Before 2020, mental wellness had already become part of the national conversation. With a prior lens on celebrity suicides, opioid addiction, and the continuing building of research on how stress negatively impacts health, the job loss and social isolation that ensued from the pandemic brought mental wellness further into the forefront of many people’s minds.
For a couple decades, researchers and doctors have been telling us that, clearly, stress does not support optimal health. But the high pace of modern life has kept on with seemingly little achieved in supporting healthy stress reduction and the aggravated Western lifestyle conditions. However, as the world has taken a pause, we are starting to not only look at changing eating habits to support health and wellness, but also lifestyle habits that contribute to stress. One of these approaches that people are overwhelmingly looking towards in order to support a more restful and relaxed lifestyle is the use of herbs.
While traditional Chinese, Ayurvedic, and herbal medicine have been around for centuries, they have recently come into the spotlight as we (collectively) are moving towards proactive wellness rather than reactive self-care. The truth is, humans are made for bitter herbs. Our bodies welcome the key compounds found in these natural ingredients, and the benefits are bold.
As we head into the spring and summer months, here are five herbs that support a more restful and relaxed life:
This popular herbal superstar—which is also called an adaptogen—is a top herb from Ayurveda. Herbalists have known of this class of herbal adaptogens for a long time, but only now are they becoming accepted and understood in Western cultures. Adaptogens do not have one accepted definition, but generally they are herbs that help the mind and body to adapt to stress.
Adaptogens include other herbs like ginseng, maca, and rhodiola. Ashwagandha is often thought of as one of the best adaptogens in supporting healthy stress reduction, and in fact, its scientific name (Withania somnifera) is derived from its usefulness for supporting healthy sleep. In clinical studies, it has been found to support healthy sleep patterns and quality of sleep. Ashwagandha also improves mood and energy levels and helps maintain normal cortisol levels, the body’s main stress hormone.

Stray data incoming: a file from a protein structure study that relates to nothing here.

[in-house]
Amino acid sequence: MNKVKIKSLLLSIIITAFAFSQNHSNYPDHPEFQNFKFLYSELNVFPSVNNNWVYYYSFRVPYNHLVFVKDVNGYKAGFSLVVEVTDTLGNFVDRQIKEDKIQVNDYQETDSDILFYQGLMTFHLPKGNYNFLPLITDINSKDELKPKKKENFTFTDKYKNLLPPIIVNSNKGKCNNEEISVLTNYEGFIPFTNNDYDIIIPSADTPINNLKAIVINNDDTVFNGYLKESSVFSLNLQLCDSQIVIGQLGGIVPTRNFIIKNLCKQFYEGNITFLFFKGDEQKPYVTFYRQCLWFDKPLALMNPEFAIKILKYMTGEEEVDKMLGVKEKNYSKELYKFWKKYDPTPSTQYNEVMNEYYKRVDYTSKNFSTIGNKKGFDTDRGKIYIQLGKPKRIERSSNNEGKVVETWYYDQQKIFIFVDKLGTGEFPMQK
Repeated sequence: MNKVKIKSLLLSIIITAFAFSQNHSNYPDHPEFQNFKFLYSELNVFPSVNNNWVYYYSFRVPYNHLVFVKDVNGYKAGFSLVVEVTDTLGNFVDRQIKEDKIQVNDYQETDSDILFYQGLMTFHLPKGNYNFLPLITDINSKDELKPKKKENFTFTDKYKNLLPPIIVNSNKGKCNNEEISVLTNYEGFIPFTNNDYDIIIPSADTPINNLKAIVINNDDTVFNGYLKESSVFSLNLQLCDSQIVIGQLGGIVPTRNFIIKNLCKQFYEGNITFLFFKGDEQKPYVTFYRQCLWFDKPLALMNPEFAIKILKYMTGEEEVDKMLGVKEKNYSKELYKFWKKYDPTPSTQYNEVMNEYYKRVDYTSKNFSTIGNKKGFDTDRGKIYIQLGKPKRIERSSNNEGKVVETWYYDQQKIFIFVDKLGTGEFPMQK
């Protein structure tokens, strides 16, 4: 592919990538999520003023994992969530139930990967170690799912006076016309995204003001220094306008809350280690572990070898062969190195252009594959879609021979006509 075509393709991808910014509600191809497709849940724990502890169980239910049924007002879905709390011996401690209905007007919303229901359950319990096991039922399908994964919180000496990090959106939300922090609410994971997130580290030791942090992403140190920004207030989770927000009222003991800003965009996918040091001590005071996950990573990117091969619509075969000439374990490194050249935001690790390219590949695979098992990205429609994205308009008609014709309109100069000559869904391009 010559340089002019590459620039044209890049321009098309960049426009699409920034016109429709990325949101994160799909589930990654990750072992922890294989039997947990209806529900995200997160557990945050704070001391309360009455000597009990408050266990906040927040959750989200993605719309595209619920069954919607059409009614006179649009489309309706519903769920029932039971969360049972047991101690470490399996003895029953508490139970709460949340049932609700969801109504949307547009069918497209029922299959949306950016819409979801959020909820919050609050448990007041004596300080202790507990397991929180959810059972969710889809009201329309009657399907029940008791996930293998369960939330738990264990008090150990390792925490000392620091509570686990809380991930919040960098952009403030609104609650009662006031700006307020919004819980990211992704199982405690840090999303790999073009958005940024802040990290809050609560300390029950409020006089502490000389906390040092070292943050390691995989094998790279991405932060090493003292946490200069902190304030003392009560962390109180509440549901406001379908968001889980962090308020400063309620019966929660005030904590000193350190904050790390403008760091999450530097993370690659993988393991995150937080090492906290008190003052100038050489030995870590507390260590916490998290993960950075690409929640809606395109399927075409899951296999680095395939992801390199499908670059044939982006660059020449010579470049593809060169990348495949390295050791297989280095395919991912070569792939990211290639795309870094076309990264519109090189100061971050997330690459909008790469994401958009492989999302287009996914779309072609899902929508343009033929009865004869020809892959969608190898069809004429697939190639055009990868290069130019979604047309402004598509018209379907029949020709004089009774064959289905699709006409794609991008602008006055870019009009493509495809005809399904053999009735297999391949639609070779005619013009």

Jujube could be the most popular fruit you have never heard of. Jujube is popular throughout many Asian countries, and in fact, is the second most-used herb in Taiwan for supporting healthy sleep. Jujube is a shrub or small tree that has shiny green leaves and thorny branches, but its main attraction is its fruit, which is purplish-red, and wrinkles like dates as it ripens fully. It is a popular snack, but the seed and fruit extracts have also long been used traditionally for supporting health and a deep, restorative sleep.
Known by herbalists as a nervine, which is an herb used as a tonic to the nerves, passionflower has long been used for supporting healthy stress reduction and rest. Passionflower is also used frequently in herbal teas. A recent clinical trial showed that drinking the tea one hour before bedtime showed improved sleep quality in young adults.
From green tea and matcha (a certain kind of green tea) comes the starring amino acid called L-theanine. L-theanine can be useful either in the daytime or night. The combination of L-theanine and caffeine has been shown clinically to work synergistically in supporting a state of “calm-alert,” as well as a more steady-feeling energy.
Holy basil is another one of the key adaptogens that can be found in herbal supplements, as a wonderful herbal tea, and in Ayurveda. This herb is so popular in India, in fact, that it has its own day of celebration. It is widely consumed for supporting health and wellness, but also for enhancing meditation.
Expect to hear more about these five herbs in the coming year as people seek more natural ways of supporting healthy stress reduction. But don’t forget that healthy stress reduction and mental wellness is best done through a variety of approaches—not only involving nutrition and herbs but also things like exercise, meditation, taking breaks from screen-time, and social interaction.